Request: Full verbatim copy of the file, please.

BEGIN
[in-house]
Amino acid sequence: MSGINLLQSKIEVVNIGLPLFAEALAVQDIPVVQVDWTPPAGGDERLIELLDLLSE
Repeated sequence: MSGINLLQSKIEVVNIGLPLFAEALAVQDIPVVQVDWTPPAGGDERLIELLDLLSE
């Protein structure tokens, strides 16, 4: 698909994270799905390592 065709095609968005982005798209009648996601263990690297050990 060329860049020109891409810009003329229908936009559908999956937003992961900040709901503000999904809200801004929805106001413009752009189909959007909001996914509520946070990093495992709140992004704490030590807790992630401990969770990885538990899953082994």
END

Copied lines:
[in-house]
Amino acid sequence: MSGINLLQSKIEVVNIGLPLFAEALAVQDIPVVQVDWTPPAGGDERLIELLDLLSE
Repeated sequence: MSGINLLQSKIEVVNIGLPLFAEALAVQDIPVVQVDWTPPAGGDERLIELLDLLSE
């Protein structure tokens, strides 16, 4: 698909994270799905390592 065709095609968005982005798209009648996601263990690297050990 060329860049020109891409810009003329229908936009559908999956937003992961900040709901503000999904809200801004929805106001413009752009189909959007909001996914509520946070990093495992709140992004704490030590807790992630401990969770990885538990899953082994």